For the 61,137 tests that were completed, Public Health Ontario reported a positivity rate of 26.6 per cent. It is the 10th straight day positivity rates have been higher than 25 per cent.
More than 100,000 more test samples are in the backlog waiting to be completed.
Pressure on hospitals continues to intensify
The pressure on Ontario's hospitals is expected to worsen in the coming weeks as more staff are forced off the job due to COVID-19 and admissions due to the virus climb, the head of the province's hospital association said, calling it a dire situation.
Though the 338 COVID-19 patients in intensive care units pales in comparison to the peak during the third wave of the pandemic, when 900 people with the virus were in ICU, that doesn't mean health-care workers are breathing any easier, said Anthony Dale, president of the Ontario Hospital Association.
"We still have very, very sick people. We still have a very large number of people being admitted to intensive care," Dale said. "I don't know where the ceiling will be."
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As of Dec. 31, when 1,144 people were hospitalized with COVID-19, Ontario Health said overall acute bed capacity — which includes ICU beds — was 20,000, and 18,000 were occupied, including just over 2,000 in intensive care.
With COVID-19 case counts continuing to mount — rising so quickly that charted on a graph, it looks like a vertical line, Dale said — it stands to reason that hospitalization rates will do the same.
Numerous hospitals face COVID-19-related absences
The situation inside hospitals is compounded by the rising number of doctors, nurses and other staff who have to isolate because they've contracted the virus or been exposed to it.
Dale said his organization doesn't keep track of the number of staff off from work, but numerous hospitals are reporting massive absences due to COVID-19 diagnoses and some have started making tough decisions to accommodate.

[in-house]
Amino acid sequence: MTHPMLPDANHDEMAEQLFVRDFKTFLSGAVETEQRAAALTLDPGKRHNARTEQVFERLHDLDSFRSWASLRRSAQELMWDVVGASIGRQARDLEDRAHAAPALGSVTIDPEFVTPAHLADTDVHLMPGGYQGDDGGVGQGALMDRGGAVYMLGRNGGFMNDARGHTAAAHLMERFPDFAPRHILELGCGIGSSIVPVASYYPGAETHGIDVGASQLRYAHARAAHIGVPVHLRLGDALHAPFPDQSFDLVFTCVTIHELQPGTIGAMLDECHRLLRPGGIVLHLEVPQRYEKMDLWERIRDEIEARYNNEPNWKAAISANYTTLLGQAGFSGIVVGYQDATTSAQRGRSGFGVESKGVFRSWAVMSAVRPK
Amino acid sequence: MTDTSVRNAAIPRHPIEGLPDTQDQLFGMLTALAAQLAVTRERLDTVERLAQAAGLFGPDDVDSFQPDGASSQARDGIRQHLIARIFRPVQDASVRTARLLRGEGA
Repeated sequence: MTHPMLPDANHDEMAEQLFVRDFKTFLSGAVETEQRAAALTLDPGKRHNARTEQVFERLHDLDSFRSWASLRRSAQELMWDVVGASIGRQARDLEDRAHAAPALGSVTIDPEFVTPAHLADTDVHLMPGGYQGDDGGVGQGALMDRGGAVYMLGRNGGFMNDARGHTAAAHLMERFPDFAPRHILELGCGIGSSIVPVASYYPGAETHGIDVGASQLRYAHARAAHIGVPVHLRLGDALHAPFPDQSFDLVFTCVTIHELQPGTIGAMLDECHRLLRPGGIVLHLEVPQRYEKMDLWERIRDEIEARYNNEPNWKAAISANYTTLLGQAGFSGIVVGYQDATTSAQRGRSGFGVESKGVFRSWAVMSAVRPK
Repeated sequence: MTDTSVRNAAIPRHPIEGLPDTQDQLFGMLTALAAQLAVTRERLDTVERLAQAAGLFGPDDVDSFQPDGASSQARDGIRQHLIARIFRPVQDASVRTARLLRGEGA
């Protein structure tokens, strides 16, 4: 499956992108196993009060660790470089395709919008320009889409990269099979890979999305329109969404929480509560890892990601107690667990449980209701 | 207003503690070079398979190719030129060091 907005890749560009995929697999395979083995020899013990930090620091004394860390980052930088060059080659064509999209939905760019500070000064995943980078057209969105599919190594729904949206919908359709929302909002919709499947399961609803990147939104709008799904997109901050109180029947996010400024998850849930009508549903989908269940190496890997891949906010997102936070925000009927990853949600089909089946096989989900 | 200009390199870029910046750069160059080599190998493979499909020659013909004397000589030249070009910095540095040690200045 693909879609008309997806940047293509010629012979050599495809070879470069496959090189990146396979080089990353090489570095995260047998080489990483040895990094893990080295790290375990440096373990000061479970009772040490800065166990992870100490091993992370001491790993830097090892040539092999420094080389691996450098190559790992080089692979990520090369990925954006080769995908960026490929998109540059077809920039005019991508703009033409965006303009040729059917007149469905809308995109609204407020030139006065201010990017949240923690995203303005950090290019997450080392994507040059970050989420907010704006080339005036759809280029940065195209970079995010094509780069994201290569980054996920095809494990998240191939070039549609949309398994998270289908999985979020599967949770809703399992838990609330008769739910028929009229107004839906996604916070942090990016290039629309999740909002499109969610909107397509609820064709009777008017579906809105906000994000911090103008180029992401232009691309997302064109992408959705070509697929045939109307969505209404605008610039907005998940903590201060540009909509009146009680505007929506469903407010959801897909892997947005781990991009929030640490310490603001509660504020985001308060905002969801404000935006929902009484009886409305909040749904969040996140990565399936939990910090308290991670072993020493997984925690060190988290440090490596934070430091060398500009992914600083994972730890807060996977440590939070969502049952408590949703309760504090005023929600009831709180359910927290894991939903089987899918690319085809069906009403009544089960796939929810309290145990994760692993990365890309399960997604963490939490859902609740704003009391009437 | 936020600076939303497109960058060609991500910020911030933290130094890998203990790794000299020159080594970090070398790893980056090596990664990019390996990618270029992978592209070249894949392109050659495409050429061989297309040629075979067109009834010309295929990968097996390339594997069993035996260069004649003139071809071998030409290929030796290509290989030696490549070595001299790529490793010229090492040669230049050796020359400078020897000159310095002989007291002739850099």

Niagara Health, for instance, paused its staff vaccination requirement "given the intensity of the fifth wave and the urgent need to focus on our response."
"When our mandatory COVID-19 vaccination program was put in place in October 2021, the Omicron variant was not anticipated," the regional health-care provider said in a statement.
"Those who are unvaccinated will continue to be required to participate in regular antigen testing, and our Occupational Health and Safety team is working with them directly."
The same group announced it was temporarily closing one of its urgent care centres so it could redeploy staff to emergency rooms.
In Kitchener, meanwhile, Grand River Hospital said 200 of its 4,300 staff members were isolating after either testing positive for COVID-19 or being exposed to someone who did.
"Staffing in some units is a challenge that is being mitigated daily," hospital spokeswoman Cheryl Evans said in an email.
"We've limited surgeries to accommodate only urgent, emergent and cancer cases until January 15 and are reviewing staffing across the hospital continually, to be able to redeploy staff and other resources to support the provision of urgent and inpatient care for our community where it is needed."
Evans said the hospital is also turning to virtual care where possible.